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#14 - JRL 7070
February 18, 2003
By Ariel Cohen

Continued European Union resistance to US plans for a quick blitz of Iraq is forcing the countries of the Caucasus and Central Asia to choose sides. Caucasus nations have so far tended to side with the United States. Central Asian countries, meanwhile, appear divided with Uzbekistan generally backing Washington’s position, and Kazakhstan and Kyrgyzstan drifting toward the European viewpoint.

EU leaders, meeting at an emergency summit February 17, issued a statement demanding Iraq’s immediate and unconditional disarmament. At the same time, the EU insisted that an attack against Iraq should be the option of "last resort." Russia has come out in support of the European position, which contrasts sharply with Washington’s. The Bush administration seems intent on launching military operations possibly within weeks.

In staking out positions on the Iraq question, the countries of Central Asia and the Caucasus are influenced heavily by their own individual relationships with the United States, EU and Russia. The rise of radical Islam in both regions, Central Asia in particular, is also a major factor.

Georgia and Azerbaijan consider Washington as their main benefactor, especially following the September 11 terrorist attacks. The same holds for Uzbekistan. All three countries have prickly relationships with Russia and are wary that Moscow desires to reestablish a sphere of influence in the old Soviet space.

Uzbek Foreign Minister Abdulaziz Kamilov stated after Secretary of State Colin Powell’s February 5 speech to the United Nations Security Council that there was sufficient evidence to justify Washington’s stance. "Powell’s address … reinforced the US call for more decisive and dramatic steps to exclude any possibility of Iraq having weapons of mass destruction or resources and technologies for their production," the Interfax news agency quoted Kamilov as saying.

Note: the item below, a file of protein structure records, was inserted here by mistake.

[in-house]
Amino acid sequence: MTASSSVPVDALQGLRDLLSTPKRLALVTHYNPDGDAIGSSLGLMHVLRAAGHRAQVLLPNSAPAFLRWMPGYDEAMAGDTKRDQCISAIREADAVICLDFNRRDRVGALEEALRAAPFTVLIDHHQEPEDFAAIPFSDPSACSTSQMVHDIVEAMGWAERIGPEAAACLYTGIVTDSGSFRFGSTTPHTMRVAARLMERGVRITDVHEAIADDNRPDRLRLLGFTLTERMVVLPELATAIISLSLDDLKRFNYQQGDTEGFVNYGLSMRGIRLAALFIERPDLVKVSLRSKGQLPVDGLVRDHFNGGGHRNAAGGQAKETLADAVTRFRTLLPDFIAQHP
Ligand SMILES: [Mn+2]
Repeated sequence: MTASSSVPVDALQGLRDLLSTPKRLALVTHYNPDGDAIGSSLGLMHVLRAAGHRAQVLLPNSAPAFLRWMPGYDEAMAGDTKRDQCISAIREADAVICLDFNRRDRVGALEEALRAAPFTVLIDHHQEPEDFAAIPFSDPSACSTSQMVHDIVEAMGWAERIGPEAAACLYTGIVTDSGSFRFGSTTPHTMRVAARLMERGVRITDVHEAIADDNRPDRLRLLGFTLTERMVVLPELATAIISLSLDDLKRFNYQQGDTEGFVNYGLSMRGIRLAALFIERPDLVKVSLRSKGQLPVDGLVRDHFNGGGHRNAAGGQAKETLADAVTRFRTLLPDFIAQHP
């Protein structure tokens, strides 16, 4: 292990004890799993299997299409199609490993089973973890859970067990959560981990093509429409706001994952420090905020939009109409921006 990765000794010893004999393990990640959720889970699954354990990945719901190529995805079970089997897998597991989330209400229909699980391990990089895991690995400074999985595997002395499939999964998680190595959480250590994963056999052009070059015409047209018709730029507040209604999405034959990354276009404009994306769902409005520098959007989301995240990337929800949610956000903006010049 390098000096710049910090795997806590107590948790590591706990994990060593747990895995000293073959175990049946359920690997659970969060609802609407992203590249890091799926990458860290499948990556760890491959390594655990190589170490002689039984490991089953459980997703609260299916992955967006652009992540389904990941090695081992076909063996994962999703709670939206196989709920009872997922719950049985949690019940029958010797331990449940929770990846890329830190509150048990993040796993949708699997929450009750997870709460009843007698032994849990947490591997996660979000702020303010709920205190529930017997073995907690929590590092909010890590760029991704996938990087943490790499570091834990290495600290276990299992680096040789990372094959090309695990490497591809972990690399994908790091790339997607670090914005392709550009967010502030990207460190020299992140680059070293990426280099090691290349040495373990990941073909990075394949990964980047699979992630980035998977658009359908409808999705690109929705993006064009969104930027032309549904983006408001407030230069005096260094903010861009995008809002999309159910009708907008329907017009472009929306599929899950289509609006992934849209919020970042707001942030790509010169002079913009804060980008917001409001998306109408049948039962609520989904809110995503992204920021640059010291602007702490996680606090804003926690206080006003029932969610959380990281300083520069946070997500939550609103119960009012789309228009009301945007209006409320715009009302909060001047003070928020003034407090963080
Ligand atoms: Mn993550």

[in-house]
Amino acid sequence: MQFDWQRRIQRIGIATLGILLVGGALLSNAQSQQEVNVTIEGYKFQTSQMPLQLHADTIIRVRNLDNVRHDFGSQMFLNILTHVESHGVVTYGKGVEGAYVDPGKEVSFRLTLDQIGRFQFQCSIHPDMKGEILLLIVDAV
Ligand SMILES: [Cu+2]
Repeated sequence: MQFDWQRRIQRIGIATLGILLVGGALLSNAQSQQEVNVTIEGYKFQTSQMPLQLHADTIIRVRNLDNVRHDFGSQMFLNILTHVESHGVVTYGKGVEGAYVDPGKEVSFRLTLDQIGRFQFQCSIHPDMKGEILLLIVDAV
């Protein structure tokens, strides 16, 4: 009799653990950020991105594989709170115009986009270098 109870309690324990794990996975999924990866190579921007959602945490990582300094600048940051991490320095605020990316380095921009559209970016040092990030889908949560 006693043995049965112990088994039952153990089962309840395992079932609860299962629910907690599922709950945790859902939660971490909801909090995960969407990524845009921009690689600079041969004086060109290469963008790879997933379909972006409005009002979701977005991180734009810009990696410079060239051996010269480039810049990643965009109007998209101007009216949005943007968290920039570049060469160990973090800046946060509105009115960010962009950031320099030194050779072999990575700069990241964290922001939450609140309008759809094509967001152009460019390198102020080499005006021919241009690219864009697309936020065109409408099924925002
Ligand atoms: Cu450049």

In Georgia, internal politics have exerted influence on the government’s Iraq position. President Eduard Shevardnadze, whose domestic popularity is at or near its nadir, is reluctant to alienate the United States, which has emerged over the last 18 months as Tbilisi’s key strategic partner. [For additional information see the Eurasia Insight archives]. Another influence on Shevardnadze is the fact that during his tenure as Soviet foreign minister he worked closely with Washington during the first Iraq war. In explaining his Iraq position, the Georgian president openly admits that his administration considers itself obligated to support Washington.

"The totalitarian regime [in Iraq], which produced weapons of mass destruction, poses an enormous threat to the region and to the whole world. This is why it must be punished," Shevardnadze said recently. "Another reason for Georgia assuming this stand on the Iraqi problem is that the United States has rendered enormous assistance to Georgia since 1992. This is why our duty is to support the friendly country [the United States]."